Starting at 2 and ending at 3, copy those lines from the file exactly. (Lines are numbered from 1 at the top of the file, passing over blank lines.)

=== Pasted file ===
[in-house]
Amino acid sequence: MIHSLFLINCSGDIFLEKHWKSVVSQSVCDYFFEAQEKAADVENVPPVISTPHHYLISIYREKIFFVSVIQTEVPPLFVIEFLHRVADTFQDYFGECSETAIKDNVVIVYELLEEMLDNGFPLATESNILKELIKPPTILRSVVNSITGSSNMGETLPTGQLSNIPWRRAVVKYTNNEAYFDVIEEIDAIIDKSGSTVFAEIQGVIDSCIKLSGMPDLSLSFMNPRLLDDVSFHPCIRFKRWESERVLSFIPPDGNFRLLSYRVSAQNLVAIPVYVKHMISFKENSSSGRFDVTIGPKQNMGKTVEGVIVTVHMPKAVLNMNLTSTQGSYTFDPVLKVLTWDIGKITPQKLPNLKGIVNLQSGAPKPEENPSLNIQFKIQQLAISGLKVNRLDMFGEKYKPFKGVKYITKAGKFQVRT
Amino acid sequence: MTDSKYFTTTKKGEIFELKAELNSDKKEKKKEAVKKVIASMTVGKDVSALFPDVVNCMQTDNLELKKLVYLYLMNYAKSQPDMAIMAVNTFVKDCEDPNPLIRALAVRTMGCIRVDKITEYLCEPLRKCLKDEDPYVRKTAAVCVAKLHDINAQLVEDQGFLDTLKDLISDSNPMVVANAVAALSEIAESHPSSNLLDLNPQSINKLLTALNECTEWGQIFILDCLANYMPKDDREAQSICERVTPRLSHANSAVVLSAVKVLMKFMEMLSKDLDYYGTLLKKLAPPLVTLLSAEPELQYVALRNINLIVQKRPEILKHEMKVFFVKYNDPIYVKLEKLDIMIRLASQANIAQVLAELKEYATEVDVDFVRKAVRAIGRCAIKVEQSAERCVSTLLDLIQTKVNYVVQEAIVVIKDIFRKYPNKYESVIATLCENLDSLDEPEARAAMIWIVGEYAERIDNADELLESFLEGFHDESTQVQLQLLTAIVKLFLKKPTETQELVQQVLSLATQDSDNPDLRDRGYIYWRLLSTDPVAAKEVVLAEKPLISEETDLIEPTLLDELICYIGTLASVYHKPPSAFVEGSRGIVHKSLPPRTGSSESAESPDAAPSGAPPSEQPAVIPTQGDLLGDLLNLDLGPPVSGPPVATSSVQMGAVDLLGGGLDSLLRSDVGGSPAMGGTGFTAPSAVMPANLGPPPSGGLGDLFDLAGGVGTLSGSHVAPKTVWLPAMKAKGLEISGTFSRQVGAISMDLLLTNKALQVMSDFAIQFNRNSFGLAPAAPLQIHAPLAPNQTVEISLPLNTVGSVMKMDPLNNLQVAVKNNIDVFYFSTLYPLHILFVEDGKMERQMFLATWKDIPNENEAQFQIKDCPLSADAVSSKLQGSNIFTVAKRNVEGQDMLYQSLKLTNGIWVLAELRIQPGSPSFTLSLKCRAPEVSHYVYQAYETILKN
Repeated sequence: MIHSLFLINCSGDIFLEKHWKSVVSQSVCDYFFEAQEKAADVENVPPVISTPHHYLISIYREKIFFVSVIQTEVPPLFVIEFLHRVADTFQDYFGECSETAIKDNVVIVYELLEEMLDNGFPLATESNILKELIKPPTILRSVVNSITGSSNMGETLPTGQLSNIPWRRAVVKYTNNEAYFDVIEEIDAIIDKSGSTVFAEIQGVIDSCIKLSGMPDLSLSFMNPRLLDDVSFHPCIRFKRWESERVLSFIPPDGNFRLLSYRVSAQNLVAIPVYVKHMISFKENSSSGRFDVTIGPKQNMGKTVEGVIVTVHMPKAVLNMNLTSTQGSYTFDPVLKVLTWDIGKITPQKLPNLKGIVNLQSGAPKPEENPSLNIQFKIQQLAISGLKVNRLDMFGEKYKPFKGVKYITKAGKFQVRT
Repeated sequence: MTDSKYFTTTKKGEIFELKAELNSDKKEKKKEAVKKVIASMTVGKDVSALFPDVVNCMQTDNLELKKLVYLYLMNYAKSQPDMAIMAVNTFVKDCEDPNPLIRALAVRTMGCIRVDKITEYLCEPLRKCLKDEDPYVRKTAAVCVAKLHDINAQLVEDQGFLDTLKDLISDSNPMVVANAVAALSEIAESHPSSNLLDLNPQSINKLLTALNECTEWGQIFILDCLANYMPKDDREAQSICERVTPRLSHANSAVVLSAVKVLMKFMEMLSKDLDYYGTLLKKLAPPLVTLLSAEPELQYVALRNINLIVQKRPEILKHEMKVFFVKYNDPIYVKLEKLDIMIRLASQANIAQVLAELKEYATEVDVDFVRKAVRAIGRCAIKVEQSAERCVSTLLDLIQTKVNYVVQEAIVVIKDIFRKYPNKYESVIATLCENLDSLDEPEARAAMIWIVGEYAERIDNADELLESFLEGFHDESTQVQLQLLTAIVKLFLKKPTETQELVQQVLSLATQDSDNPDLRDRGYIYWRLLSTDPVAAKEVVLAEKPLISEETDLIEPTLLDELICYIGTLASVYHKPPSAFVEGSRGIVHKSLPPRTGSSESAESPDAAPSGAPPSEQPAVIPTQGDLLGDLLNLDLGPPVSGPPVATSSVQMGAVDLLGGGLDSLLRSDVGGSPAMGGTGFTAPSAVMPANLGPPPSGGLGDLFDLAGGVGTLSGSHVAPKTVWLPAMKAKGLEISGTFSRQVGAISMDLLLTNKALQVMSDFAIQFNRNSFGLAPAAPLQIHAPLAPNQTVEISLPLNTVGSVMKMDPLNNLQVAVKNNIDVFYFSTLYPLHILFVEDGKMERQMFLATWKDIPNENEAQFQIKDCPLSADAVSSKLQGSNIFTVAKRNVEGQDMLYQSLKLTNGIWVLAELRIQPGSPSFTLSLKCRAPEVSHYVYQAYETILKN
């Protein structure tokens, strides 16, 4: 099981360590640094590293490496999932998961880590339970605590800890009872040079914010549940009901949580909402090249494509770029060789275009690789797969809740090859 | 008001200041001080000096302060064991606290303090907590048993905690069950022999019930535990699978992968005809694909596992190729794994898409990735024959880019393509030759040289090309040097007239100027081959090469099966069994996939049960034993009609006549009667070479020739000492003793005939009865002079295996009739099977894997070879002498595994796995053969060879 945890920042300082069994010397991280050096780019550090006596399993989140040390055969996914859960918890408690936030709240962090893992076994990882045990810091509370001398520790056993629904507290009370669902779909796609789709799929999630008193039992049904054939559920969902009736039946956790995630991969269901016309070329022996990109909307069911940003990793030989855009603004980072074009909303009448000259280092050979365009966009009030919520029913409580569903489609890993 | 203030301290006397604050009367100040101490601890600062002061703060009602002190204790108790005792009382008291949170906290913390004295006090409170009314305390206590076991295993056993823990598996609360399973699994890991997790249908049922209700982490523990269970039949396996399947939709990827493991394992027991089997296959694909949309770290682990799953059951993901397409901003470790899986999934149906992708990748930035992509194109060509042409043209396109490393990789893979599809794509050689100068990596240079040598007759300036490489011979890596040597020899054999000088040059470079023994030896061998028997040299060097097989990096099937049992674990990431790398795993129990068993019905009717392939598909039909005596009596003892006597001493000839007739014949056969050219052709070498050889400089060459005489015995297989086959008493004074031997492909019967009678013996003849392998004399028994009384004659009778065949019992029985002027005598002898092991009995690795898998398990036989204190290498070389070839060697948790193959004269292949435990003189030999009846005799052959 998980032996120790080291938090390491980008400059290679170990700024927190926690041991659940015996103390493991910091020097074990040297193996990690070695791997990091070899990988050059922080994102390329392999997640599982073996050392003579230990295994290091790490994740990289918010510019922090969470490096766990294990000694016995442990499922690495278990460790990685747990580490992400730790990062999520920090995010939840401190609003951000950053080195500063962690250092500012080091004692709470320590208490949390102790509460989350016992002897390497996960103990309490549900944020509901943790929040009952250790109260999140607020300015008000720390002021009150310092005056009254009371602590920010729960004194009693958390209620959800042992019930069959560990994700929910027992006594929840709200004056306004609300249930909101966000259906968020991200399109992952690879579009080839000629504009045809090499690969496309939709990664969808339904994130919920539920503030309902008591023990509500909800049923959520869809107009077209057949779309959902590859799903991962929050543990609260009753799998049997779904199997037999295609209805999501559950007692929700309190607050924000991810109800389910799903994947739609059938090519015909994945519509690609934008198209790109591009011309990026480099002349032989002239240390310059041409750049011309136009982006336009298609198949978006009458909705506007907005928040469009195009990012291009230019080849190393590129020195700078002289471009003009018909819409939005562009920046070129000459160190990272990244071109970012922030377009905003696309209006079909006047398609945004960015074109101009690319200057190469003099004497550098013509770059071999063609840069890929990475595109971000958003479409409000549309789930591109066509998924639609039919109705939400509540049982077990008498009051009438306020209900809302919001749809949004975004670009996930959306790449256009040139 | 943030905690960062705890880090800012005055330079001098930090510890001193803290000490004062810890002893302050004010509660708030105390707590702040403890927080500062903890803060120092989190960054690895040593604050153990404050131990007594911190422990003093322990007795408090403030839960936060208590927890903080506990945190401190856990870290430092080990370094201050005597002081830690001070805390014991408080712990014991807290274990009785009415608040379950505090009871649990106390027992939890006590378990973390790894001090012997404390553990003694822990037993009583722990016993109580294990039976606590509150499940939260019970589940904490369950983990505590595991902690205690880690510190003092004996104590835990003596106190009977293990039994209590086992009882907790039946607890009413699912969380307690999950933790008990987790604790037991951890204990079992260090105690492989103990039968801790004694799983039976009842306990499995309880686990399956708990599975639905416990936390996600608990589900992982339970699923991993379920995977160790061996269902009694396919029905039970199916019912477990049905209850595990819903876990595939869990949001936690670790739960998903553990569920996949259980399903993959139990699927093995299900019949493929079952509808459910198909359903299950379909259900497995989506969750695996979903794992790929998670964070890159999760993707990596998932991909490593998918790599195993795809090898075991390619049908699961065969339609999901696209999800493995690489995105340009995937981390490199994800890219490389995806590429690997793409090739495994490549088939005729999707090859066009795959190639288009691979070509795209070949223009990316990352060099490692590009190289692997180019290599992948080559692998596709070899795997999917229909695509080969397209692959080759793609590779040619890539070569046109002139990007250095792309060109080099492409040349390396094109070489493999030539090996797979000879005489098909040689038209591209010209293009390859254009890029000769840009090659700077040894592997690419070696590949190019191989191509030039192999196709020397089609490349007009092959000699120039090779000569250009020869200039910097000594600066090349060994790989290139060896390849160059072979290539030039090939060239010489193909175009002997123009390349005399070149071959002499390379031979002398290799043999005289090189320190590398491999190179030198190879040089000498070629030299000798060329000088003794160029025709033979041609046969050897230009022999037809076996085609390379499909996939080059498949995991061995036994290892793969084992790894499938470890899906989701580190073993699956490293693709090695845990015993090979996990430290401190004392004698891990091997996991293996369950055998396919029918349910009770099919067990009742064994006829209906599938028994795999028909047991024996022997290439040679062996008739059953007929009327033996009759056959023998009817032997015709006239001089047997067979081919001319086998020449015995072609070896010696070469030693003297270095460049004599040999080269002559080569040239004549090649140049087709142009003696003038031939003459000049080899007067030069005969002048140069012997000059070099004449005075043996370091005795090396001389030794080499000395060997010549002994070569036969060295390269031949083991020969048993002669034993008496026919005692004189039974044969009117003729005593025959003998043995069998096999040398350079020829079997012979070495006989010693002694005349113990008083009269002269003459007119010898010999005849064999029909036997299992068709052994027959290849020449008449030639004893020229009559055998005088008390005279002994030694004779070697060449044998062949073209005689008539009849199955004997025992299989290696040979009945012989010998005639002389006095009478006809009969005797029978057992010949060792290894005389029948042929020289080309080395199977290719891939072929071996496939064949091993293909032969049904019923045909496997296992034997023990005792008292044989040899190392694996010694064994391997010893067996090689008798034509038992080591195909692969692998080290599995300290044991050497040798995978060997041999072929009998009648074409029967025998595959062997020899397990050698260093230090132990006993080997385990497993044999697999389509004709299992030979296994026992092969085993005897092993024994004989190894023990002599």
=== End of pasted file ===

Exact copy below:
Amino acid sequence: MIHSLFLINCSGDIFLEKHWKSVVSQSVCDYFFEAQEKAADVENVPPVISTPHHYLISIYREKIFFVSVIQTEVPPLFVIEFLHRVADTFQDYFGECSETAIKDNVVIVYELLEEMLDNGFPLATESNILKELIKPPTILRSVVNSITGSSNMGETLPTGQLSNIPWRRAVVKYTNNEAYFDVIEEIDAIIDKSGSTVFAEIQGVIDSCIKLSGMPDLSLSFMNPRLLDDVSFHPCIRFKRWESERVLSFIPPDGNFRLLSYRVSAQNLVAIPVYVKHMISFKENSSSGRFDVTIGPKQNMGKTVEGVIVTVHMPKAVLNMNLTSTQGSYTFDPVLKVLTWDIGKITPQKLPNLKGIVNLQSGAPKPEENPSLNIQFKIQQLAISGLKVNRLDMFGEKYKPFKGVKYITKAGKFQVRT
Amino acid sequence: MTDSKYFTTTKKGEIFELKAELNSDKKEKKKEAVKKVIASMTVGKDVSALFPDVVNCMQTDNLELKKLVYLYLMNYAKSQPDMAIMAVNTFVKDCEDPNPLIRALAVRTMGCIRVDKITEYLCEPLRKCLKDEDPYVRKTAAVCVAKLHDINAQLVEDQGFLDTLKDLISDSNPMVVANAVAALSEIAESHPSSNLLDLNPQSINKLLTALNECTEWGQIFILDCLANYMPKDDREAQSICERVTPRLSHANSAVVLSAVKVLMKFMEMLSKDLDYYGTLLKKLAPPLVTLLSAEPELQYVALRNINLIVQKRPEILKHEMKVFFVKYNDPIYVKLEKLDIMIRLASQANIAQVLAELKEYATEVDVDFVRKAVRAIGRCAIKVEQSAERCVSTLLDLIQTKVNYVVQEAIVVIKDIFRKYPNKYESVIATLCENLDSLDEPEARAAMIWIVGEYAERIDNADELLESFLEGFHDESTQVQLQLLTAIVKLFLKKPTETQELVQQVLSLATQDSDNPDLRDRGYIYWRLLSTDPVAAKEVVLAEKPLISEETDLIEPTLLDELICYIGTLASVYHKPPSAFVEGSRGIVHKSLPPRTGSSESAESPDAAPSGAPPSEQPAVIPTQGDLLGDLLNLDLGPPVSGPPVATSSVQMGAVDLLGGGLDSLLRSDVGGSPAMGGTGFTAPSAVMPANLGPPPSGGLGDLFDLAGGVGTLSGSHVAPKTVWLPAMKAKGLEISGTFSRQVGAISMDLLLTNKALQVMSDFAIQFNRNSFGLAPAAPLQIHAPLAPNQTVEISLPLNTVGSVMKMDPLNNLQVAVKNNIDVFYFSTLYPLHILFVEDGKMERQMFLATWKDIPNENEAQFQIKDCPLSADAVSSKLQGSNIFTVAKRNVEGQDMLYQSLKLTNGIWVLAELRIQPGSPSFTLSLKCRAPEVSHYVYQAYETILKN